To measure the displacement and acceleration response histories, the test specimen was instrumented with a total sum of thirteen displacement transducers (DT’s) and thirteen uniaxial accelerometers. Prior to the instrumentation, two steel frames were fixed along North and West face of the test specimen. Four accelerometers and four displacement transducers were installed at each floor level and at the base to record the response history in both directions. Instrumentation detail of North and West face is given in Table 4 and Figure 11. All the sensors were calibrated before installation of sensors on steel reference frame and test specimen. The sensors were cross checked to see if all connections are whether functional or not.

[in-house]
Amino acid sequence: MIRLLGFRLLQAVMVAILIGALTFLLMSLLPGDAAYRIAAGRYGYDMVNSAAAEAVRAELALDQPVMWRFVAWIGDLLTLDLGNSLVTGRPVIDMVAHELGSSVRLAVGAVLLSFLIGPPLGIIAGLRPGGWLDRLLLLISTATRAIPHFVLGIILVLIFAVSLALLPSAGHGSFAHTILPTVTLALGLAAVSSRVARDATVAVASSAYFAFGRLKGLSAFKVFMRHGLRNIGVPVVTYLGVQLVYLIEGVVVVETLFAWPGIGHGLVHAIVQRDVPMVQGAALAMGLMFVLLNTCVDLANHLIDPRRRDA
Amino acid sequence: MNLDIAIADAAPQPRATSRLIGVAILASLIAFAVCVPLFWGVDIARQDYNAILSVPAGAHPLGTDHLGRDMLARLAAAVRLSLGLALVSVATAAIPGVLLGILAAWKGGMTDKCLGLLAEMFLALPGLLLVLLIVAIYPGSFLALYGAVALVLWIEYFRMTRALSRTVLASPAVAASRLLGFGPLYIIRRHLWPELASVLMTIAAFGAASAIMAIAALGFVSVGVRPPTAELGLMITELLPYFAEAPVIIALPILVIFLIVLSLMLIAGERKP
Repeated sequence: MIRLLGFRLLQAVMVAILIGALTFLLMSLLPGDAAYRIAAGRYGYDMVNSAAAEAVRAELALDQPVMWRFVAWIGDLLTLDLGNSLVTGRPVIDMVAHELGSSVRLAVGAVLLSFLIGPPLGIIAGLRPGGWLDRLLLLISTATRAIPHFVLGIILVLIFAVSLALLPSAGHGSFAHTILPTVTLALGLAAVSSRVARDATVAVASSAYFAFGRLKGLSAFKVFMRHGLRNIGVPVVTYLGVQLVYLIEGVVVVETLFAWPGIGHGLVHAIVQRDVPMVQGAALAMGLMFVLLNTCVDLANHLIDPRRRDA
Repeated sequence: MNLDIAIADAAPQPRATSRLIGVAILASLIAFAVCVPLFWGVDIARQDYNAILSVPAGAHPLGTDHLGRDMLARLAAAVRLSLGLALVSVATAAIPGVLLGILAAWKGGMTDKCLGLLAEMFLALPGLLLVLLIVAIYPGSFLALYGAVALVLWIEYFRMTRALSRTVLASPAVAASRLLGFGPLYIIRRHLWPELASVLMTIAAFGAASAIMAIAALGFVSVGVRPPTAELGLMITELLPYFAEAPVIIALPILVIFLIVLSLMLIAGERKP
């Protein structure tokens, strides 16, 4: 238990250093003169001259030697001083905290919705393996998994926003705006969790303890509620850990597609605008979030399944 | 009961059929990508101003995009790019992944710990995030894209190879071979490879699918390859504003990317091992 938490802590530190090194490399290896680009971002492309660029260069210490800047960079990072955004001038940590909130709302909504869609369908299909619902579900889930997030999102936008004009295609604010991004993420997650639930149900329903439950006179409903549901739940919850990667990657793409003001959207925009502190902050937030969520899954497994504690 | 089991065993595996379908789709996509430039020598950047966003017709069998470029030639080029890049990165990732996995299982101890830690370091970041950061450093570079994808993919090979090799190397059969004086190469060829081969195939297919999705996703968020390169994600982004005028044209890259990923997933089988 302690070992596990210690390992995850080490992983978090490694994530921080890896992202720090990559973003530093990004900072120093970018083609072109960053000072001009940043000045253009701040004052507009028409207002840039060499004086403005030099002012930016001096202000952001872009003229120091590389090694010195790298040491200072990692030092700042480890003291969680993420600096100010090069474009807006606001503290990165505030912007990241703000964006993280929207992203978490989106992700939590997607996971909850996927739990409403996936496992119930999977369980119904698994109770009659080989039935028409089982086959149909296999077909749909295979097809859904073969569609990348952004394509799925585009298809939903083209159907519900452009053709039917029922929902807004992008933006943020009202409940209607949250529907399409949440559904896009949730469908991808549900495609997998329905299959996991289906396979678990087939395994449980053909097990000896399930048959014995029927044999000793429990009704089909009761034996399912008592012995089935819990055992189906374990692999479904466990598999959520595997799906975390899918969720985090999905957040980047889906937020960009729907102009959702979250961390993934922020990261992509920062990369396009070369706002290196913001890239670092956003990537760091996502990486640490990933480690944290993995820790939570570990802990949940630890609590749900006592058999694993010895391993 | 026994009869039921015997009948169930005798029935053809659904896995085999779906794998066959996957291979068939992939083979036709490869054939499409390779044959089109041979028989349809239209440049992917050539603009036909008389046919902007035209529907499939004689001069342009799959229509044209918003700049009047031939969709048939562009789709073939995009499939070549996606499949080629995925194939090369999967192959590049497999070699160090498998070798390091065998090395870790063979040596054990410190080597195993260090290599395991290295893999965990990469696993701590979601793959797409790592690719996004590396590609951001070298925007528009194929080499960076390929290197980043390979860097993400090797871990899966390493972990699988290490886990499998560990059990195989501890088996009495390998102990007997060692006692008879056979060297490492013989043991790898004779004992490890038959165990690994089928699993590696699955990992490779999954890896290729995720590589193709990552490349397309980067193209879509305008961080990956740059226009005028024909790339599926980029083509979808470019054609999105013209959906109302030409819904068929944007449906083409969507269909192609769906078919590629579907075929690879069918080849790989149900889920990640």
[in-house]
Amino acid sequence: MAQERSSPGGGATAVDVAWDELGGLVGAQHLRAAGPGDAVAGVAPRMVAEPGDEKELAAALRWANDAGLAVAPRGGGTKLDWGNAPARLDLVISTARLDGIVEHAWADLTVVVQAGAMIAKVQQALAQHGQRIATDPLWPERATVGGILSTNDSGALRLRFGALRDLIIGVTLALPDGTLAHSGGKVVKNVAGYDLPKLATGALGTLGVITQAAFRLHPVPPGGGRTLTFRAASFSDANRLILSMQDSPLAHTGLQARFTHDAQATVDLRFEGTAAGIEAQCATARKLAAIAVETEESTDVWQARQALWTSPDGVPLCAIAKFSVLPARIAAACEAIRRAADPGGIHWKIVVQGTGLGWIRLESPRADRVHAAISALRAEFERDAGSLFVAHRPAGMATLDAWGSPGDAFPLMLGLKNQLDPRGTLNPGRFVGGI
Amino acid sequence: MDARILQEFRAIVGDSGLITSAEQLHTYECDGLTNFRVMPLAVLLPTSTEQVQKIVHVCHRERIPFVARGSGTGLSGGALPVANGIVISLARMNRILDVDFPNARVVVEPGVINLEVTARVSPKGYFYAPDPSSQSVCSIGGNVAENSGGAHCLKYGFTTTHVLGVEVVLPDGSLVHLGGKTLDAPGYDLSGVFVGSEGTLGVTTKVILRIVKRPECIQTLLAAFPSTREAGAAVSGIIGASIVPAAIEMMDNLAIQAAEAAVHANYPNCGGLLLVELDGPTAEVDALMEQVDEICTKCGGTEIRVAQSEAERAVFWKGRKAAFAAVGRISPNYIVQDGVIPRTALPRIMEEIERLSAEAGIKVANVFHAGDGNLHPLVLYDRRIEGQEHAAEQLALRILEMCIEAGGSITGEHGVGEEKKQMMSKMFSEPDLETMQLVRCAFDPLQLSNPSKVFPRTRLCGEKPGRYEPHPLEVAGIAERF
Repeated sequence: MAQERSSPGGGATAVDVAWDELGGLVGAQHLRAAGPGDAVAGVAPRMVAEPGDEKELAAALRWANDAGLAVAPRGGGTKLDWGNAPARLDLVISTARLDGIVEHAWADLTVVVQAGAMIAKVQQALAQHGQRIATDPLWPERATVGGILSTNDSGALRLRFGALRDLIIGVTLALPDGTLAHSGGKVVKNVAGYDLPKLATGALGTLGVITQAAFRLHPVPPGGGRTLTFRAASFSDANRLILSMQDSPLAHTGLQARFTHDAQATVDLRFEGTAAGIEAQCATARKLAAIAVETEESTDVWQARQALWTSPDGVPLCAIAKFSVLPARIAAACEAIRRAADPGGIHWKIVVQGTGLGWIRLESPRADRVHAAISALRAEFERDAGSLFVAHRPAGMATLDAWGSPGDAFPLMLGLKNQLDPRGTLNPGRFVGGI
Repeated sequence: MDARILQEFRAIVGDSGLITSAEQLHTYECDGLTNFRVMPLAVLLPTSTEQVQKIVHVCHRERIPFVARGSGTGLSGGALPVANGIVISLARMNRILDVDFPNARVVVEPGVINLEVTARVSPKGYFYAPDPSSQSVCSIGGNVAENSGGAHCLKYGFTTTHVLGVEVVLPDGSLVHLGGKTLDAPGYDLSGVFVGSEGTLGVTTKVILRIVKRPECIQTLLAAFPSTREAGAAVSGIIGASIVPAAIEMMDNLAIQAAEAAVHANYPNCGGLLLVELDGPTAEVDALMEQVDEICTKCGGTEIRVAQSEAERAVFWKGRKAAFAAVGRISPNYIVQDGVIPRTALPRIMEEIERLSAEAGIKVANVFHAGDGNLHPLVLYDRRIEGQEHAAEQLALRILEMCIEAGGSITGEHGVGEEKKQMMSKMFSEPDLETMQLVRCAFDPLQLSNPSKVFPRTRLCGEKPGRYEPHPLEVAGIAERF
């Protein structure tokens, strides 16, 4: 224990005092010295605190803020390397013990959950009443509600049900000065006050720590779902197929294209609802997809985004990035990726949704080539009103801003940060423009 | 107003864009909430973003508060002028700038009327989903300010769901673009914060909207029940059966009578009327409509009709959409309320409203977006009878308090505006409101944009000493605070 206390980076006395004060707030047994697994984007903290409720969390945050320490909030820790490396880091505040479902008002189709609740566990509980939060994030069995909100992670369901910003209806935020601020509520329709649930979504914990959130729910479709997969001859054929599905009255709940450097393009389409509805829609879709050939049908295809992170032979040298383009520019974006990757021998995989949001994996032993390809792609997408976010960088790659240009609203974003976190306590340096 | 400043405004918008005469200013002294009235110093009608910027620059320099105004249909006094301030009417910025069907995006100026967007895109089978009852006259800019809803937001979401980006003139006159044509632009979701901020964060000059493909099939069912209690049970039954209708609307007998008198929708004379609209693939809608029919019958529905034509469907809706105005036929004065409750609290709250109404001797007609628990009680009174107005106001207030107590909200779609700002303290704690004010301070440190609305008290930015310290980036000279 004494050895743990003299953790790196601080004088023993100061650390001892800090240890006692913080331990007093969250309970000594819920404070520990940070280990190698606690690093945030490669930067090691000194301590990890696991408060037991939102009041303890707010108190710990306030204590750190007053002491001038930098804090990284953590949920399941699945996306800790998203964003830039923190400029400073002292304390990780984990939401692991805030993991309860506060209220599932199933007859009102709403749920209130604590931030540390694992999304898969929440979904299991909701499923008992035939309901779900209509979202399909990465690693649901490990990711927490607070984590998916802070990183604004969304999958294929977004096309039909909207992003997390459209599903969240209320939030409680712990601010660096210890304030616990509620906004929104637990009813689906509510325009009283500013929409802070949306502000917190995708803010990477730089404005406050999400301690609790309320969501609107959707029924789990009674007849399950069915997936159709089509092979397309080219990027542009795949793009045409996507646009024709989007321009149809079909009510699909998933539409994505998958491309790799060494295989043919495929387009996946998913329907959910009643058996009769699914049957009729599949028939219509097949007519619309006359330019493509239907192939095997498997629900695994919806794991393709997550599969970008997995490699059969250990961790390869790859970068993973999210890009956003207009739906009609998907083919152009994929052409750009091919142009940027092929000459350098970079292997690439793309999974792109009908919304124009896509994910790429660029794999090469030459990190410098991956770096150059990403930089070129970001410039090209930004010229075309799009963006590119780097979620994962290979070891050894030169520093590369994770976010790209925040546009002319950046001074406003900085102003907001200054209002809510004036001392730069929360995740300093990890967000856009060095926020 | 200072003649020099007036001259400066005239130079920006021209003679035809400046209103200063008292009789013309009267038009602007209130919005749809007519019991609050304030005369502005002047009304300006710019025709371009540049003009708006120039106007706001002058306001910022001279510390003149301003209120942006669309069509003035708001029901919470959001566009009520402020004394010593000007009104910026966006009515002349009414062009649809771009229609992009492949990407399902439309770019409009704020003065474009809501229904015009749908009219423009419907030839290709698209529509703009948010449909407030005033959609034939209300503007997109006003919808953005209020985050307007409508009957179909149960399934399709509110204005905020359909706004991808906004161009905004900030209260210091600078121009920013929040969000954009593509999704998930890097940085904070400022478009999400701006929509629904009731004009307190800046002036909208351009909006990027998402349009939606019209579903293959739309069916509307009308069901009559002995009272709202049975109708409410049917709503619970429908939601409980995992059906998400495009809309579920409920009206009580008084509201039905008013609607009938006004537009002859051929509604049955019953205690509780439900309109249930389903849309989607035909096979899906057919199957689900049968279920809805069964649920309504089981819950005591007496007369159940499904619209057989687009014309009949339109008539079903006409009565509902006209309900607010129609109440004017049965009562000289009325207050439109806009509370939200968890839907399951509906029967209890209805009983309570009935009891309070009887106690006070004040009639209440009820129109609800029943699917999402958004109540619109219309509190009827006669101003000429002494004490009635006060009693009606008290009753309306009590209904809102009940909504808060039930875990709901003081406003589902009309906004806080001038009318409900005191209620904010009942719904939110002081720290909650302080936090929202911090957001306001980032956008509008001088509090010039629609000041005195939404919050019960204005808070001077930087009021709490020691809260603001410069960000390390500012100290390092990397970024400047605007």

The sampling rate was selected to be 200 Hz; to monitor damage in the structure during the shake table test, fifteen video cameras were installed outside and inside the test specimen.
3. System Identification Tests
Ambient-free vibration tests were performed at different stages of experiment to determine the natural frequency and damping ratio of the structural system. These tests were conducted to determine dynamic characteristics of structure in both in-plane North–South direction and out-of-plane East–West direction. The test setup for the ambient-free vibration test is shown in Figure 12. A triaxial accelerometer and weak motion seismometer is connected to data acquisition system of a 24-bit recorder (DR-4,000) and facing toward North. The sampling rate was kept 200 Hz, and sample of free vibration-time history recorded after Test Run-3 is given in Figure 13.
3.1. Time Period and Damping